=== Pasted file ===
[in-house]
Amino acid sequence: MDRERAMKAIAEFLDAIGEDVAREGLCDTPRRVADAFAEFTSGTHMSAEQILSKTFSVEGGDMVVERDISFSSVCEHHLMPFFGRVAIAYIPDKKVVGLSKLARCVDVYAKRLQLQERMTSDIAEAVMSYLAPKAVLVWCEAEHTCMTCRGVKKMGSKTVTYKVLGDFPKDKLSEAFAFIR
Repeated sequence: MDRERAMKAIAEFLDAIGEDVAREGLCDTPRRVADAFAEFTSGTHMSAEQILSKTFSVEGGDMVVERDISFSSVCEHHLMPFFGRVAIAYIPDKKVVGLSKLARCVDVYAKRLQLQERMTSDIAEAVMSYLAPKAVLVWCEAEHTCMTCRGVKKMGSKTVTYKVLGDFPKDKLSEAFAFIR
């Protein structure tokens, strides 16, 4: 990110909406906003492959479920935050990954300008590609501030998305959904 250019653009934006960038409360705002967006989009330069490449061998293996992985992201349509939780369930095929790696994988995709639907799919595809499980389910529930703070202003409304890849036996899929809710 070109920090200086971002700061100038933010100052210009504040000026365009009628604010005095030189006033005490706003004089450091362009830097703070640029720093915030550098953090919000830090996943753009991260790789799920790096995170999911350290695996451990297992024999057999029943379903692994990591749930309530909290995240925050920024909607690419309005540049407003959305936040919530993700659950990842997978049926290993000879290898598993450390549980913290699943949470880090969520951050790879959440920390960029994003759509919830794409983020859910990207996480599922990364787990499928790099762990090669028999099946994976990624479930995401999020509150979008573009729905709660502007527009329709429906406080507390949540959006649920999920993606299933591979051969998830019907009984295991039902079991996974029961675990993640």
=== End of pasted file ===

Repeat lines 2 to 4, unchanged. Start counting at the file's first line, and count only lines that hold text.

Amino acid sequence: MDRERAMKAIAEFLDAIGEDVAREGLCDTPRRVADAFAEFTSGTHMSAEQILSKTFSVEGGDMVVERDISFSSVCEHHLMPFFGRVAIAYIPDKKVVGLSKLARCVDVYAKRLQLQERMTSDIAEAVMSYLAPKAVLVWCEAEHTCMTCRGVKKMGSKTVTYKVLGDFPKDKLSEAFAFIR
Repeated sequence: MDRERAMKAIAEFLDAIGEDVAREGLCDTPRRVADAFAEFTSGTHMSAEQILSKTFSVEGGDMVVERDISFSSVCEHHLMPFFGRVAIAYIPDKKVVGLSKLARCVDVYAKRLQLQERMTSDIAEAVMSYLAPKAVLVWCEAEHTCMTCRGVKKMGSKTVTYKVLGDFPKDKLSEAFAFIR
């Protein structure tokens, strides 16, 4: 990110909406906003492959479920935050990954300008590609501030998305959904 250019653009934006960038409360705002967006989009330069490449061998293996992985992201349509939780369930095929790696994988995709639907799919595809499980389910529930703070202003409304890849036996899929809710 070109920090200086971002700061100038933010100052210009504040000026365009009628604010005095030189006033005490706003004089450091362009830097703070640029720093915030550098953090919000830090996943753009991260790789799920790096995170999911350290695996451990297992024999057999029943379903692994990591749930309530909290995240925050920024909607690419309005540049407003959305936040919530993700659950990842997978049926290993000879290898598993450390549980913290699943949470880090969520951050790879959440920390960029994003759509919830794409983020859910990207996480599922990364787990499928790099762990090669028999099946994976990624479930995401999020509150979008573009729905709660502007527009329709429906406080507390949540959006649920999920993606299933591979051969998830019907009984295991039902079991996974029961675990993640």